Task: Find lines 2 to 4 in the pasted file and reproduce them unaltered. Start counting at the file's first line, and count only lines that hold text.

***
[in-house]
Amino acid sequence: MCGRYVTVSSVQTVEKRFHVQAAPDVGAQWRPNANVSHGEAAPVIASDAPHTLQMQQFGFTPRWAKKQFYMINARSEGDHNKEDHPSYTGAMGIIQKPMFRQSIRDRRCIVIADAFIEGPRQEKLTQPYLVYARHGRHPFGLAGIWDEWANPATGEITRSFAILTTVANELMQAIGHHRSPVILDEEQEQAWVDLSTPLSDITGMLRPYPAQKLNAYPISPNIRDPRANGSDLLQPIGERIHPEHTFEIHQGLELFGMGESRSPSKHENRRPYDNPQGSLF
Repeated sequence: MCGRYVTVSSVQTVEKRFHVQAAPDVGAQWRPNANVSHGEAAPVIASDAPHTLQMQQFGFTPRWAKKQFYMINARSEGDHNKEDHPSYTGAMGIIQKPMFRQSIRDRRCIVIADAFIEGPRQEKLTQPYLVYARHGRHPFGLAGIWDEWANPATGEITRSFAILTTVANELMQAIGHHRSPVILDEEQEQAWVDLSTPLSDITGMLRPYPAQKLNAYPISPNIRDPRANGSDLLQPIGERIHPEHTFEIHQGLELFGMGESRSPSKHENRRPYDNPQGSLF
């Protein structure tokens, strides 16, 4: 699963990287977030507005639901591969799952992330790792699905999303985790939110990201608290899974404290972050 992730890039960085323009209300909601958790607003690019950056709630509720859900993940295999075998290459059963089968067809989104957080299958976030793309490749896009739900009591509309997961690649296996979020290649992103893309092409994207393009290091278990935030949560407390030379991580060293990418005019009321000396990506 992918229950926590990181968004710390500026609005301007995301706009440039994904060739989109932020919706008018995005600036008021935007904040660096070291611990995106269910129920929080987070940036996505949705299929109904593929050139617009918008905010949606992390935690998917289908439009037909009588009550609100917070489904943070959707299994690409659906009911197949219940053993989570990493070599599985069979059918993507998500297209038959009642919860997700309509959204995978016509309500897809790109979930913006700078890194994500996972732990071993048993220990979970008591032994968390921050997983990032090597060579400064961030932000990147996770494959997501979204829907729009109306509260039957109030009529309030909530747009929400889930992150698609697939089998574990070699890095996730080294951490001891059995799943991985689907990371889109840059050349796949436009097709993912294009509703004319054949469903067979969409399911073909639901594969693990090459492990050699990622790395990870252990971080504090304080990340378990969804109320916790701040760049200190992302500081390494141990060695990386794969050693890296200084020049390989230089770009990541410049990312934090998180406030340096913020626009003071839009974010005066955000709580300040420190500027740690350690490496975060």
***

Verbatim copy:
Amino acid sequence: MCGRYVTVSSVQTVEKRFHVQAAPDVGAQWRPNANVSHGEAAPVIASDAPHTLQMQQFGFTPRWAKKQFYMINARSEGDHNKEDHPSYTGAMGIIQKPMFRQSIRDRRCIVIADAFIEGPRQEKLTQPYLVYARHGRHPFGLAGIWDEWANPATGEITRSFAILTTVANELMQAIGHHRSPVILDEEQEQAWVDLSTPLSDITGMLRPYPAQKLNAYPISPNIRDPRANGSDLLQPIGERIHPEHTFEIHQGLELFGMGESRSPSKHENRRPYDNPQGSLF
Repeated sequence: MCGRYVTVSSVQTVEKRFHVQAAPDVGAQWRPNANVSHGEAAPVIASDAPHTLQMQQFGFTPRWAKKQFYMINARSEGDHNKEDHPSYTGAMGIIQKPMFRQSIRDRRCIVIADAFIEGPRQEKLTQPYLVYARHGRHPFGLAGIWDEWANPATGEITRSFAILTTVANELMQAIGHHRSPVILDEEQEQAWVDLSTPLSDITGMLRPYPAQKLNAYPISPNIRDPRANGSDLLQPIGERIHPEHTFEIHQGLELFGMGESRSPSKHENRRPYDNPQGSLF
């Protein structure tokens, strides 16, 4: 699963990287977030507005639901591969799952992330790792699905999303985790939110990201608290899974404290972050 992730890039960085323009209300909601958790607003690019950056709630509720859900993940295999075998290459059963089968067809989104957080299958976030793309490749896009739900009591509309997961690649296996979020290649992103893309092409994207393009290091278990935030949560407390030379991580060293990418005019009321000396990506 992918229950926590990181968004710390500026609005301007995301706009440039994904060739989109932020919706008018995005600036008021935007904040660096070291611990995106269910129920929080987070940036996505949705299929109904593929050139617009918008905010949606992390935690998917289908439009037909009588009550609100917070489904943070959707299994690409659906009911197949219940053993989570990493070599599985069979059918993507998500297209038959009642919860997700309509959204995978016509309500897809790109979930913006700078890194994500996972732990071993048993220990979970008591032994968390921050997983990032090597060579400064961030932000990147996770494959997501979204829907729009109306509260039957109030009529309030909530747009929400889930992150698609697939089998574990070699890095996730080294951490001891059995799943991985689907990371889109840059050349796949436009097709993912294009509703004319054949469903067979969409399911073909639901594969693990090459492990050699990622790395990870252990971080504090304080990340378990969804109320916790701040760049200190992302500081390494141990060695990386794969050693890296200084020049390989230089770009990541410049990312934090998180406030340096913020626009003071839009974010005066955000709580300040420190500027740690350690490496975060």